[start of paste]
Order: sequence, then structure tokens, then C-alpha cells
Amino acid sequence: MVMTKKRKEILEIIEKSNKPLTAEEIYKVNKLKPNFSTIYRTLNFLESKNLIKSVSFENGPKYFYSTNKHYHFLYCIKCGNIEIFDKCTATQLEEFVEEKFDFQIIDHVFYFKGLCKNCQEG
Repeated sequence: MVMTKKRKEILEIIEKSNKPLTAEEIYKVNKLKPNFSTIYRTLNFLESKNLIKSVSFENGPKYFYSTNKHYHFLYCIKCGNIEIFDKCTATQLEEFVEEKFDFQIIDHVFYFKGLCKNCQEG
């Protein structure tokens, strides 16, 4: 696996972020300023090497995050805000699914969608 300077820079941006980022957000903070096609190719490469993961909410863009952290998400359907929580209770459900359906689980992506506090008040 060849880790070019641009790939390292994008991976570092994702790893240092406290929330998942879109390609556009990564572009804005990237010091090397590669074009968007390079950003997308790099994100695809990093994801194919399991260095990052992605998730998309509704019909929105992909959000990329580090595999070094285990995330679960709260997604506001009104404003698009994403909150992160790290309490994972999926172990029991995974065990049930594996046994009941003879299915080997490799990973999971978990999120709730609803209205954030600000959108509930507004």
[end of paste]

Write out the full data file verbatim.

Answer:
Order: sequence, then structure tokens, then C-alpha cells
Amino acid sequence: MVMTKKRKEILEIIEKSNKPLTAEEIYKVNKLKPNFSTIYRTLNFLESKNLIKSVSFENGPKYFYSTNKHYHFLYCIKCGNIEIFDKCTATQLEEFVEEKFDFQIIDHVFYFKGLCKNCQEG
Repeated sequence: MVMTKKRKEILEIIEKSNKPLTAEEIYKVNKLKPNFSTIYRTLNFLESKNLIKSVSFENGPKYFYSTNKHYHFLYCIKCGNIEIFDKCTATQLEEFVEEKFDFQIIDHVFYFKGLCKNCQEG
């Protein structure tokens, strides 16, 4: 696996972020300023090497995050805000699914969608 300077820079941006980022957000903070096609190719490469993961909410863009952290998400359907929580209770459900359906689980992506506090008040 060849880790070019641009790939390292994008991976570092994702790893240092406290929330998942879109390609556009990564572009804005990237010091090397590669074009968007390079950003997308790099994100695809990093994801194919399991260095990052992605998730998309509704019909929105992909959000990329580090595999070094285990995330679960709260997604506001009104404003698009994403909150992160790290309490994972999926172990029991995974065990049930594996046994009941003879299915080997490799990973999971978990999120709730609803209205954030600000959108509930507004």